Kōichi Kido

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Kōichi Kido
Koichi Kido.jpg
13th Lord Keeper of the Privy Seal of Japan
In office
Monarch Emperor Showa
Preceded by Yuasa Kurahei
Succeeded by Fujita Hisanori
Personal details
Born (1889-07-18)July 18, 1889
Tokyo, Japan
Died April 6, 1977(1977-04-06) (aged 87)
Tokyo, Japan
Resting place Tama Cemetery, Tokyo, Japan
Nationality Japan
Relations Kido Takayoshi (grandfather)
Alma mater Kyoto University

Kōichi Kido (木戸 幸一, Kido Kōichi, July 18, 1889 – April 6, 1977) served as Lord Keeper of the Privy Seal of Japan from 1940 to 1945, and was the closest advisor to Emperor Showa throughout World War II. He was convicted of war crimes and sentenced to life imprisonment of which he served 6 years before being released in 1953.


Early years[edit]

Kido was born in Akasaka, Tokyo, and was the grand-nephew of Kido Takayoshi, one of the leaders of the Meiji Restoration. After graduating from the Gakushuin Peer’s School in Tokyo, he went to the law school of Kyoto University, where Marxist economist Hajime Kawakami was one of his professors. After graduation in 1915, he held numerous minor bureaucratic posts in the Ministry of Agriculture and Commerce, followed by the Ministry of Commerce and Industry. Together with Shinji Yoshino and Nobusuke Kishi, he was one of the architects of the Strategic Industries Control Act on 1931, which set the stage for state control of numerous industries during the increasing militarization of Japan in the 1930s. Kido became chief secretary of the Home Ministry in 1930.[1]

Political career[edit]

When his long-time friend Fumimaro Konoe became Prime Minister of Japan in 1937, Kido was named Minister of Education.[2] From January 1938, he concurrently held the post of Minister of Health and Welfare. In January 1939, Kido was appointed Home Minister in the Hiranuma Cabinet. As Lord Keeper of the Privy Seal of Japan from 1940, Kido became one of the most influential advisors to Emperor Hirohito following the death of Saionji Kinmochi. He recommended to Hirohito that Konoe succeed Mitsumasa Yonai for a second term as Prime Minister of Japan and was active with Konoe in the movement to replace the existing political parties with the Taisei Yokusankai (Imperial Rule Assistance Association) to form a single party state.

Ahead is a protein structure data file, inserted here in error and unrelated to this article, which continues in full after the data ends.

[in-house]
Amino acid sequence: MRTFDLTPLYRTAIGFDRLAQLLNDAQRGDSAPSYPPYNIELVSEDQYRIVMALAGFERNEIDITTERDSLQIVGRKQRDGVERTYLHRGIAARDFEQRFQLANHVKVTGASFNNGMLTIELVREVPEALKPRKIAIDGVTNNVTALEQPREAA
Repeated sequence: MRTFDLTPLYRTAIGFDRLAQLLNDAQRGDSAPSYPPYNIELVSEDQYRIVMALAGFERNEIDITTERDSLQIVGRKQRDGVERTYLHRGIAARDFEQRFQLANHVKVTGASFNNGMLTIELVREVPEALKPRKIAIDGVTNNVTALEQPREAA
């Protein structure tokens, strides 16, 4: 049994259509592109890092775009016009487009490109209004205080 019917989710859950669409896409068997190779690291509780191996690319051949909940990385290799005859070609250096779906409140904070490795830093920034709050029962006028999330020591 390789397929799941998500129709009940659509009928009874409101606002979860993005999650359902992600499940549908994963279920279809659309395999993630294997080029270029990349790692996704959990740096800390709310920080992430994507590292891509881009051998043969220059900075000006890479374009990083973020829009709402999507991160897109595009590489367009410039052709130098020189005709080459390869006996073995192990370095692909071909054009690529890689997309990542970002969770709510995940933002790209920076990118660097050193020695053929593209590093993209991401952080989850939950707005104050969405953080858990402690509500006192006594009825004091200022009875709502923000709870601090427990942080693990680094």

In 1941, Kido recommended that Hideki Tōjō become Prime Minister after Konoe’s third term in office, as being one of the few people eligible who might be able to maintain control over more radical elements within the Imperial Japanese Army.[3] However, Kido remained one of the more cautious advisors to Hirohito at the beginning of World War II, and is known to have advised the emperor against attacking the Dutch East Indies in 1941, explaining that such an attack might provoke the United States into war, and that any oil obtained by taking the East Indies would still have to be transported, and would be subject to blockades and attacks by plane and submarine. Kido also claimed after the war that Hirohito was never aware of the plans to attack Pearl Harbor until after the attack occurred. As the war situation deteriorated for Japan, Kido was one of the chief advocates of a negotiated peace, and Kido is generally credited with convincing the government to accept the Potsdam Declaration and surrender. He also convinced the emperor that it would be necessary to deliver a personal speech in order to ensure that all civilians and soldiers would cease fighting. He was one of the principal targets for assassination during the Kyūjō Incident in the final days of the war.